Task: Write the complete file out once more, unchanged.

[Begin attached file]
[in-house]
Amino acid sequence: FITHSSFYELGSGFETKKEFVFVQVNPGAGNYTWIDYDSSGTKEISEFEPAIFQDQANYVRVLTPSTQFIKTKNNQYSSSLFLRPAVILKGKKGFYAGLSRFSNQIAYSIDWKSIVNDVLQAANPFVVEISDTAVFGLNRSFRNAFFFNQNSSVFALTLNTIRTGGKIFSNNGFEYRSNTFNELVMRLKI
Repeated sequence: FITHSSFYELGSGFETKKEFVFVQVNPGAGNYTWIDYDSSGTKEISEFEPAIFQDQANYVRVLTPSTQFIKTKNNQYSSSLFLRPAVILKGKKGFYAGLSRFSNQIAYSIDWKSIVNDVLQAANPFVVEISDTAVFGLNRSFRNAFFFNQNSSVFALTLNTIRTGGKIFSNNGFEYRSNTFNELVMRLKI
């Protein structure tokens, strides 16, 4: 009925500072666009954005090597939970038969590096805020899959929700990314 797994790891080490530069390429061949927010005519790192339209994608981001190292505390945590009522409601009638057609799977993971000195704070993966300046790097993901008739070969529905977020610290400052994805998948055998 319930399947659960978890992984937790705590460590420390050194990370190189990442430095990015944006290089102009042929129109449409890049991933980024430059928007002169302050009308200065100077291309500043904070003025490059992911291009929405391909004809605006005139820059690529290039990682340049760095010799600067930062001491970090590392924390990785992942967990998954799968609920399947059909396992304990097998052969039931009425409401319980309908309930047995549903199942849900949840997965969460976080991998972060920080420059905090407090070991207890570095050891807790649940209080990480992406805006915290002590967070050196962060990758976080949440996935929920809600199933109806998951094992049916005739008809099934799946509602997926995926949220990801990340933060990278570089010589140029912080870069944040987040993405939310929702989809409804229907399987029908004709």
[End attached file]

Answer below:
[in-house]
Amino acid sequence: FITHSSFYELGSGFETKKEFVFVQVNPGAGNYTWIDYDSSGTKEISEFEPAIFQDQANYVRVLTPSTQFIKTKNNQYSSSLFLRPAVILKGKKGFYAGLSRFSNQIAYSIDWKSIVNDVLQAANPFVVEISDTAVFGLNRSFRNAFFFNQNSSVFALTLNTIRTGGKIFSNNGFEYRSNTFNELVMRLKI
Repeated sequence: FITHSSFYELGSGFETKKEFVFVQVNPGAGNYTWIDYDSSGTKEISEFEPAIFQDQANYVRVLTPSTQFIKTKNNQYSSSLFLRPAVILKGKKGFYAGLSRFSNQIAYSIDWKSIVNDVLQAANPFVVEISDTAVFGLNRSFRNAFFFNQNSSVFALTLNTIRTGGKIFSNNGFEYRSNTFNELVMRLKI
């Protein structure tokens, strides 16, 4: 009925500072666009954005090597939970038969590096805020899959929700990314 797994790891080490530069390429061949927010005519790192339209994608981001190292505390945590009522409601009638057609799977993971000195704070993966300046790097993901008739070969529905977020610290400052994805998948055998 319930399947659960978890992984937790705590460590420390050194990370190189990442430095990015944006290089102009042929129109449409890049991933980024430059928007002169302050009308200065100077291309500043904070003025490059992911291009929405391909004809605006005139820059690529290039990682340049760095010799600067930062001491970090590392924390990785992942967990998954799968609920399947059909396992304990097998052969039931009425409401319980309908309930047995549903199942849900949840997965969460976080991998972060920080420059905090407090070991207890570095050891807790649940209080990480992406805006915290002590967070050196962060990758976080949440996935929920809600199933109806998951094992049916005739008809099934799946509602997926995926949220990801990340933060990278570089010589140029912080870069944040987040993405939310929702989809409804229907399987029908004709």